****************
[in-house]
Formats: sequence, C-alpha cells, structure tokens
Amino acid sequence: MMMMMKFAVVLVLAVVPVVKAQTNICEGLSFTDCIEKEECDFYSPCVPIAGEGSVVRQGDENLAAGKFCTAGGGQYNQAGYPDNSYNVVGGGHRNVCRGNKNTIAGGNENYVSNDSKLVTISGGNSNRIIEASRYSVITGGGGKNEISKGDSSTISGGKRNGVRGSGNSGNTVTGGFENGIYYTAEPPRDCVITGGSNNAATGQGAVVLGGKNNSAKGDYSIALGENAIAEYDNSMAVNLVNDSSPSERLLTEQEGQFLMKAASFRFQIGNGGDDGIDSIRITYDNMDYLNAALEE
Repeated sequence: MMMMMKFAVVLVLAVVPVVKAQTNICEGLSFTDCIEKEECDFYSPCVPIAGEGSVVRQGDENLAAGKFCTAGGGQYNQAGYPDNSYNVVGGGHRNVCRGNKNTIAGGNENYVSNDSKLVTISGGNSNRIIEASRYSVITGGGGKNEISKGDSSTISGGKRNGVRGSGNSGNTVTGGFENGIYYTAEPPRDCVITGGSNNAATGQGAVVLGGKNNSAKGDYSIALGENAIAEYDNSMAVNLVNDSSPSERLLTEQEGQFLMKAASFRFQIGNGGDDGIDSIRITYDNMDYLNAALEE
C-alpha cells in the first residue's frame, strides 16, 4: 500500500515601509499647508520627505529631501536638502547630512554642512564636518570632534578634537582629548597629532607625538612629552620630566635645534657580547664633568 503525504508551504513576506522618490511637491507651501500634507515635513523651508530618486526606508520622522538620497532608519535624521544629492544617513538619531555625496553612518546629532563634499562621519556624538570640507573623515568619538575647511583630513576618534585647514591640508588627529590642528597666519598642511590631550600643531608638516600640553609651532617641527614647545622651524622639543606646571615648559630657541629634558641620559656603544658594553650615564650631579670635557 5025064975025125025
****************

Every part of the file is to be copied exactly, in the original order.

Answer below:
[in-house]
Formats: sequence, C-alpha cells, structure tokens
Amino acid sequence: MMMMMKFAVVLVLAVVPVVKAQTNICEGLSFTDCIEKEECDFYSPCVPIAGEGSVVRQGDENLAAGKFCTAGGGQYNQAGYPDNSYNVVGGGHRNVCRGNKNTIAGGNENYVSNDSKLVTISGGNSNRIIEASRYSVITGGGGKNEISKGDSSTISGGKRNGVRGSGNSGNTVTGGFENGIYYTAEPPRDCVITGGSNNAATGQGAVVLGGKNNSAKGDYSIALGENAIAEYDNSMAVNLVNDSSPSERLLTEQEGQFLMKAASFRFQIGNGGDDGIDSIRITYDNMDYLNAALEE
Repeated sequence: MMMMMKFAVVLVLAVVPVVKAQTNICEGLSFTDCIEKEECDFYSPCVPIAGEGSVVRQGDENLAAGKFCTAGGGQYNQAGYPDNSYNVVGGGHRNVCRGNKNTIAGGNENYVSNDSKLVTISGGNSNRIIEASRYSVITGGGGKNEISKGDSSTISGGKRNGVRGSGNSGNTVTGGFENGIYYTAEPPRDCVITGGSNNAATGQGAVVLGGKNNSAKGDYSIALGENAIAEYDNSMAVNLVNDSSPSERLLTEQEGQFLMKAASFRFQIGNGGDDGIDSIRITYDNMDYLNAALEE
C-alpha cells in the first residue's frame, strides 16, 4: 500500500515601509499647508520627505529631501536638502547630512554642512564636518570632534578634537582629548597629532607625538612629552620630566635645534657580547664633568 503525504508551504513576506522618490511637491507651501500634507515635513523651508530618486526606508520622522538620497532608519535624521544629492544617513538619531555625496553612518546629532563634499562621519556624538570640507573623515568619538575647511583630513576618534585647514591640508588627529590642528597666519598642511590631550600643531608638516600640553609651532617641527614647545622651524622639543606646571615648559630657541629634558641620559656603544658594553650615564650631579670635557 5025064975025125025